Macintosh Computing on the Cheap — Very Cheap

Originally published 26 April 2001 as a Tech Reflections column for Low End Mac.

In the spirit of Budget Computing Week at Low End Mac, I present you, the reader, with a small exposé...

Perhaps the two best-kept secrets in the used computer business are surplus auctions and thrift stores. My buddy b.b. down in Texas has gotten some ridiculous deals at thrift stores, like a 24-port Ethernet hub for about $6 and a Power Mac 6100 for under $5. Goodwill is a great place to check, and Goodwill Computerworks in Austin, TX, is perhaps the best-known thrift store in the world among Low End Mac mailing list subscribers.

Another friend, Mike (in Oregon), has had lots of luck finding great deals on Mac hardware at his local Goodwill. I personally haven't found any computer hardware at any of the Goodwill stores in the Kalamazoo, MI, area, but I might not be looking hard enough (or someone else beats me to it all the time).

Where I have had a LOT of luck is at university surplus auctions and through other university disposal channels. The University of Michigan's Office of Property Disposition has a warehouse full of surplus used property from U of M, including close to 2000 square feet of floor space dedicated to computers and computer hardware of all descriptions. (There might be more or less there now; I haven't been in over a year.)

If you get on good terms with your local college or university tech folks, you can often pick up free hardware this way. I've gotten several SEs and a few miscellaneous other bits from my college, most of which I've fixed up and donated to Goodwill. (The lack of computer stuff at my local Goodwill isn't for lack of donations.) I've had the most luck at Western Michigan University's surplus auctions. They're held anywhere from once a month to once every three months on average, and you can score some fantastic deals if you know what to look for. Here are a few items I've picked up in the last few auctions I've been to:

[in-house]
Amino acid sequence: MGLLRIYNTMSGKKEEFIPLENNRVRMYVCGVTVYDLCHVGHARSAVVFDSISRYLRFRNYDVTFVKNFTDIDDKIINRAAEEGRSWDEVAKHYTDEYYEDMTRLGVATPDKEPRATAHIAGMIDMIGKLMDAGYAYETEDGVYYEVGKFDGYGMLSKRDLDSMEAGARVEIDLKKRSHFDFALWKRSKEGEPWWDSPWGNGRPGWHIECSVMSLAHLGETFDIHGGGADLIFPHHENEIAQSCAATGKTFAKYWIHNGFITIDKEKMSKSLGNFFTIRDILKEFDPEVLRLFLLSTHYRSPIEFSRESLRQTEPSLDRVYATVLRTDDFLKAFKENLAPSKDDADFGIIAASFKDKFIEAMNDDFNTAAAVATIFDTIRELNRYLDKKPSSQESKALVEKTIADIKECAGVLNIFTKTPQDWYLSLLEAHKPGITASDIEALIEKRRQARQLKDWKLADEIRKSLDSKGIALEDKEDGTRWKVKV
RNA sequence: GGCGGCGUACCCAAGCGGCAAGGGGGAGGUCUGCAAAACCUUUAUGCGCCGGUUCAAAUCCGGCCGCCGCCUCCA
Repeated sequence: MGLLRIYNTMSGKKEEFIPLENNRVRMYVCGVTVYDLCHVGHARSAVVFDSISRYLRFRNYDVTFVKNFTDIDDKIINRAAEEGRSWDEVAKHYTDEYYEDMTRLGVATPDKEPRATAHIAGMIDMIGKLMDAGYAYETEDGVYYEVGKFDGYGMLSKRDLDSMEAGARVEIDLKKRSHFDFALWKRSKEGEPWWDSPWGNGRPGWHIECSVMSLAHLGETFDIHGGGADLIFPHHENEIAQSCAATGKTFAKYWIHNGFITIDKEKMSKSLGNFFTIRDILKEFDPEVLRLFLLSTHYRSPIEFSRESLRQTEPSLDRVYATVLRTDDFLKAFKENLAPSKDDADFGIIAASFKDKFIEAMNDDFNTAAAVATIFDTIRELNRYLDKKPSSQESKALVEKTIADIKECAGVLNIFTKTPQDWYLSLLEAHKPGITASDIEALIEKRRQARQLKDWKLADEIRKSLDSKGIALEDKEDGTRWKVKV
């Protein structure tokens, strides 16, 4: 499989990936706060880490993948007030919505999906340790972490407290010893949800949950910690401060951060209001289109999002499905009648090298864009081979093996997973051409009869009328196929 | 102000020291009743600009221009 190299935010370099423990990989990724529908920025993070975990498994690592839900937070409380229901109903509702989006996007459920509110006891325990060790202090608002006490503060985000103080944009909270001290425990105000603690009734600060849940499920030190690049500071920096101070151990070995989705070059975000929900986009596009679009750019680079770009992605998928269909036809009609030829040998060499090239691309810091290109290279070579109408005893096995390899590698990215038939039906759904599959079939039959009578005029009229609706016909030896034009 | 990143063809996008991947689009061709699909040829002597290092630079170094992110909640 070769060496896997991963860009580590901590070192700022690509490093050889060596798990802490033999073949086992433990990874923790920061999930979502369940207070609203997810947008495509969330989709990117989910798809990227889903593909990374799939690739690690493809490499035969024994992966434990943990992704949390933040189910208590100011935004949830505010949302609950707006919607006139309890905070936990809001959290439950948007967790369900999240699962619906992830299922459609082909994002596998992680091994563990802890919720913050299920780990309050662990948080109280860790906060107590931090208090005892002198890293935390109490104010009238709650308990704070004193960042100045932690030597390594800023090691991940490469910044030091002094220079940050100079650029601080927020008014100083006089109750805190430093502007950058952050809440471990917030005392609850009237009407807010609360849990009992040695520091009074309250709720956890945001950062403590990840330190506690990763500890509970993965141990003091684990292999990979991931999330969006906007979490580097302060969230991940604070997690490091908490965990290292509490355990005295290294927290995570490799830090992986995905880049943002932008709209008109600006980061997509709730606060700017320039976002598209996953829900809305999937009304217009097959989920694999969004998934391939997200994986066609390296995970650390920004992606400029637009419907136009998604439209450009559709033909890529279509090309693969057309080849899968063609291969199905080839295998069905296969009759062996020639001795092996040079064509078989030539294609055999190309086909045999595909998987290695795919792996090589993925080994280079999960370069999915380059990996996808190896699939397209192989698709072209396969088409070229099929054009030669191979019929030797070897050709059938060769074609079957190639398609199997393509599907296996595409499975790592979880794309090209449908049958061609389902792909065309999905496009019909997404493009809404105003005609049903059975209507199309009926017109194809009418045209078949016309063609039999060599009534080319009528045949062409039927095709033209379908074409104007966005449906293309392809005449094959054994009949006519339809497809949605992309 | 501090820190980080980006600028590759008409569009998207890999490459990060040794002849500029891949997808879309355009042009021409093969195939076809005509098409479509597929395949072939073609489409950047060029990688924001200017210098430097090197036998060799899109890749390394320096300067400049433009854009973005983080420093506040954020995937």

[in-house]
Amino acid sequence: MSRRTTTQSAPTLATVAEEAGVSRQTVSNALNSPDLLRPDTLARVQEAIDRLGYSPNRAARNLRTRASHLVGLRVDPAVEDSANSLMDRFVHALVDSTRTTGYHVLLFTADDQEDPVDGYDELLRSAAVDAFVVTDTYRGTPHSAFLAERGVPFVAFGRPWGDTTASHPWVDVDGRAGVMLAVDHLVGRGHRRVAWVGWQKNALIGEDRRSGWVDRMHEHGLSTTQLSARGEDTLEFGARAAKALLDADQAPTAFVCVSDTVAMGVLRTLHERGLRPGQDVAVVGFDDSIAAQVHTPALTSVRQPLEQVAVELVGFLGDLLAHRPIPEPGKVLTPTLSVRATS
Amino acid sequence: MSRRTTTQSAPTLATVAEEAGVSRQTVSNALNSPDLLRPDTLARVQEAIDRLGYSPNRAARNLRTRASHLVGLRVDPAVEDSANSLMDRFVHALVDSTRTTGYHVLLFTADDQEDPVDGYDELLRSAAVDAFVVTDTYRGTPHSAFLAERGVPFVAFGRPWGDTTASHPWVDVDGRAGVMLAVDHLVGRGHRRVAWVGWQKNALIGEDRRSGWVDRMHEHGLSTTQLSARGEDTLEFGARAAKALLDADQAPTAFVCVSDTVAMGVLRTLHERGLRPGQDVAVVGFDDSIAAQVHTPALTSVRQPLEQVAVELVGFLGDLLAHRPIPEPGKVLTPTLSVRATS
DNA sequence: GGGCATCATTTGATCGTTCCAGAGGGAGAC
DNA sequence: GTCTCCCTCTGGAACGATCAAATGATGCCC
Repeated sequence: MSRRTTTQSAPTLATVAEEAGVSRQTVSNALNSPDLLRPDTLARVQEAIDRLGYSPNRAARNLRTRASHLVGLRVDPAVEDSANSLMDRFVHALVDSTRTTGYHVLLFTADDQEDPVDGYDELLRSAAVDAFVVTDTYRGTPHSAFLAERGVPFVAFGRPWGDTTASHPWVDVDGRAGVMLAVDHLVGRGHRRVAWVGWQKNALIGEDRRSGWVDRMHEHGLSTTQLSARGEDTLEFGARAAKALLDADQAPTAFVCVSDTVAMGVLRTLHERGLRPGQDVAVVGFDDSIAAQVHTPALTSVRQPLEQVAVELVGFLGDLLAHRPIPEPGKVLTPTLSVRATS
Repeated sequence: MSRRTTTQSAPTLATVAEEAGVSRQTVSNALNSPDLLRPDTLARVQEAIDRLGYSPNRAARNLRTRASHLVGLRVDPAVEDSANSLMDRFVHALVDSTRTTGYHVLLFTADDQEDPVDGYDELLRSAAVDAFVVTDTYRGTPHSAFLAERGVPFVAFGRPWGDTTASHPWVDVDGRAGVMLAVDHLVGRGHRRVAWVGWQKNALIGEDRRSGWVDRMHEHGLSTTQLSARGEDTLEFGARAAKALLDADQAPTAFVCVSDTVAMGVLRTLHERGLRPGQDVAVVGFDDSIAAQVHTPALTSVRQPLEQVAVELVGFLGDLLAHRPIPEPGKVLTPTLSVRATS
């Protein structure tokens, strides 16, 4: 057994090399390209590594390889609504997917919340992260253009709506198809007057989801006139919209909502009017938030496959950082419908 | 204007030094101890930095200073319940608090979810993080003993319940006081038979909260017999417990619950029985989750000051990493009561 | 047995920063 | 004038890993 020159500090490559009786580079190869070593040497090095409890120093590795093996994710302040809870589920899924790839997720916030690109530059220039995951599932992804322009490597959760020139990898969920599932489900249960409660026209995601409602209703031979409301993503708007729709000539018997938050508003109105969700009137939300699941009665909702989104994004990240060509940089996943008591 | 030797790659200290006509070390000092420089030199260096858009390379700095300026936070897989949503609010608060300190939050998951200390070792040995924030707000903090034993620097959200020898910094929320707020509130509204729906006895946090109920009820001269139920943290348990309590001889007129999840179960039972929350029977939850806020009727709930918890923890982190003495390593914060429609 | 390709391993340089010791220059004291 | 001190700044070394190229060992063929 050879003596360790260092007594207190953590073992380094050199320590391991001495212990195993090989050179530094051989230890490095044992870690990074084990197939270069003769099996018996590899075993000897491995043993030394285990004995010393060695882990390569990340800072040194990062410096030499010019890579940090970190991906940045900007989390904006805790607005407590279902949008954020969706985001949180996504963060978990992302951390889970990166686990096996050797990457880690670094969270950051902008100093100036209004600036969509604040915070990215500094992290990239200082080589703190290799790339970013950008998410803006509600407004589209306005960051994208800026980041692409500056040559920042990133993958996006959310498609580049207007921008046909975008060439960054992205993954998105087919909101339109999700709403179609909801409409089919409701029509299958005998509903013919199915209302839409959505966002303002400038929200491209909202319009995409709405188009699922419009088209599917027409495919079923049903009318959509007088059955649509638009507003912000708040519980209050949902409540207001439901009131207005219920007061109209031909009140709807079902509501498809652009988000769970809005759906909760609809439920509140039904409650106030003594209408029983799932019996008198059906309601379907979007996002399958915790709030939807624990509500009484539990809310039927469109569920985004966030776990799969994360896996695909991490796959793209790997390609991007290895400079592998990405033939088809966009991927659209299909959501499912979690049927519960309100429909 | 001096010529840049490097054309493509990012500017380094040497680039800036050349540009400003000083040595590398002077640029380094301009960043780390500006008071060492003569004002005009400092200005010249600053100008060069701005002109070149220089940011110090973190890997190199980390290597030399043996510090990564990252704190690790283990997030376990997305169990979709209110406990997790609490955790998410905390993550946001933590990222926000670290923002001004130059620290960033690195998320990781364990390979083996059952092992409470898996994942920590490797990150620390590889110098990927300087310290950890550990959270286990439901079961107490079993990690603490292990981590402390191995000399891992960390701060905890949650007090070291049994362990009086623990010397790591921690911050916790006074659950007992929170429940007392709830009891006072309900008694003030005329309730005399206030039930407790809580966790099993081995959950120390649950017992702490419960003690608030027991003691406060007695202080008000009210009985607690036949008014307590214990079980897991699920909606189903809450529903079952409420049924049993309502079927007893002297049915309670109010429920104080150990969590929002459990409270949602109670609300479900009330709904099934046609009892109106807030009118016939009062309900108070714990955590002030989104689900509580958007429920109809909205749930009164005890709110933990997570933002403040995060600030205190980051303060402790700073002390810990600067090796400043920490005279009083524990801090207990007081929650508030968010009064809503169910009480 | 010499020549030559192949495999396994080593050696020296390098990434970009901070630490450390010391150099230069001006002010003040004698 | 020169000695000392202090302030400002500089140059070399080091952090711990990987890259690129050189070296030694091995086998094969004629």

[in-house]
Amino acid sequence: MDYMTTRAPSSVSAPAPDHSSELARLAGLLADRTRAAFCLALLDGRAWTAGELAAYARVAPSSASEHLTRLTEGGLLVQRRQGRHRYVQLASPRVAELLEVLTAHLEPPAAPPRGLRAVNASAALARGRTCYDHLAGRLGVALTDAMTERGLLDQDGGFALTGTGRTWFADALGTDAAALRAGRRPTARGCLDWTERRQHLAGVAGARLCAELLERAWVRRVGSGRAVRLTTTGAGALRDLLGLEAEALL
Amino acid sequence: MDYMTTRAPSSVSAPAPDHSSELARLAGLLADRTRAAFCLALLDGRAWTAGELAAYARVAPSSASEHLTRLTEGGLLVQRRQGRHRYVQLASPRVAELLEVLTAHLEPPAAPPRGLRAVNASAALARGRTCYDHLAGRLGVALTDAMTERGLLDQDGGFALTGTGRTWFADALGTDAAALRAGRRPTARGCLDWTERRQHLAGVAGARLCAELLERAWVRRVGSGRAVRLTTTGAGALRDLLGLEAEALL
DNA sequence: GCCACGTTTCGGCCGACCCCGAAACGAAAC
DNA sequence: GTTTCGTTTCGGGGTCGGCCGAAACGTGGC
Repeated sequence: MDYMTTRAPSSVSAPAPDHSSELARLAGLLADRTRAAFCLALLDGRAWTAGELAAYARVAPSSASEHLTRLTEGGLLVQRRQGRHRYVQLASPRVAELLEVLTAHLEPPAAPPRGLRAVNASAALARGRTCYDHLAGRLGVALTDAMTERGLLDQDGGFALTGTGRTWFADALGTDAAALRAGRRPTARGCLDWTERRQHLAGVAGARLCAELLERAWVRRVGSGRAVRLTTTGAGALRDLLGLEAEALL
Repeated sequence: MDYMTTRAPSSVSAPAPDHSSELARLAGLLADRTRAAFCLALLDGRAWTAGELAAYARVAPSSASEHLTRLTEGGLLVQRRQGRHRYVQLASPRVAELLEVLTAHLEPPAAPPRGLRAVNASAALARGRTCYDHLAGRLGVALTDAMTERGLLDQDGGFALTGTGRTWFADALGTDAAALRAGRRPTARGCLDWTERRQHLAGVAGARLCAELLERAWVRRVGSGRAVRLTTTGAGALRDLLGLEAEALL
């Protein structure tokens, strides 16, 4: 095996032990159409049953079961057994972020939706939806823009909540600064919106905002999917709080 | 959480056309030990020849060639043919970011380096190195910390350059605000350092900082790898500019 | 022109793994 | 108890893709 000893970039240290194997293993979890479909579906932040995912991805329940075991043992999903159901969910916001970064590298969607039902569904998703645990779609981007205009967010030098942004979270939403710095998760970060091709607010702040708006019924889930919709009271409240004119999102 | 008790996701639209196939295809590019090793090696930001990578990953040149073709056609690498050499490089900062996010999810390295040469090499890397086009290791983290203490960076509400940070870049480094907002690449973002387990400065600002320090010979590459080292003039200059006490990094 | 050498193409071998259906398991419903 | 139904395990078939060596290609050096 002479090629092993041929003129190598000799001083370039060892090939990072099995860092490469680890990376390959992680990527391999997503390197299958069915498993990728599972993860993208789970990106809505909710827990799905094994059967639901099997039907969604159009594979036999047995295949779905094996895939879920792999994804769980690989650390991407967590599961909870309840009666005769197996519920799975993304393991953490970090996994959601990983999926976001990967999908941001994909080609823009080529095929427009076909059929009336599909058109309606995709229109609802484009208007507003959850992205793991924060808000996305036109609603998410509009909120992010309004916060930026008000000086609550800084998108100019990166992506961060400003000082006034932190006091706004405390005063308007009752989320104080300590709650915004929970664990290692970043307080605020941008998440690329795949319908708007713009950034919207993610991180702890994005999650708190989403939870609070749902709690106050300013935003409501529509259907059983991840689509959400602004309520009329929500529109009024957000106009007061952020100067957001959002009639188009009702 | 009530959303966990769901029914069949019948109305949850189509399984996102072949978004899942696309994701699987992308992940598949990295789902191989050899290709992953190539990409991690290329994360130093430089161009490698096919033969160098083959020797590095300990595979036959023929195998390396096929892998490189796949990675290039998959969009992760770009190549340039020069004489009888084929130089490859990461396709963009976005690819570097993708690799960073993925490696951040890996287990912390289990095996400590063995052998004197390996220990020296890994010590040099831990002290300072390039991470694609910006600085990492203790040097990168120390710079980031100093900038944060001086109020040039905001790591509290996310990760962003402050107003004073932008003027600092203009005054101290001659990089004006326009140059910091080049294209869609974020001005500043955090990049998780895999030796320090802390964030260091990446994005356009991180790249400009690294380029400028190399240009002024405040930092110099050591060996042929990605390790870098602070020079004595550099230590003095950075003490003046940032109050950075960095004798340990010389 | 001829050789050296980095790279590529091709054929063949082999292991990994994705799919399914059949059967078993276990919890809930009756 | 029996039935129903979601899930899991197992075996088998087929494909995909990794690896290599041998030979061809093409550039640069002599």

Of all that, only one of the monitors didn't work. It had a bad switch that I was able to easily repair myself. By conservatively estimating eBay prices at the time I got the hardware, I figure that I got $200-250 worth of hardware for about $75. Here are a few other sample items (not items I purchased, but closing prices nonetheless):

I have yet to see a Power Mac sell for more than $60 at one of WMU's auctions (only one went that high), and I have yet to see a 68K Mac sell for over $30. The only thing you can pretty much count on being on par with eBay is PowerBooks; a PB 170 with 4 MB RAM went for $105 last Saturday.

Check your local university's Web site or call their computing center; many public and private universities in the U.S. dispose of their old hardware like WMU and U of M do.

Good luck, and happy hunting!

copyright ©2000-2004 by Chris Lawson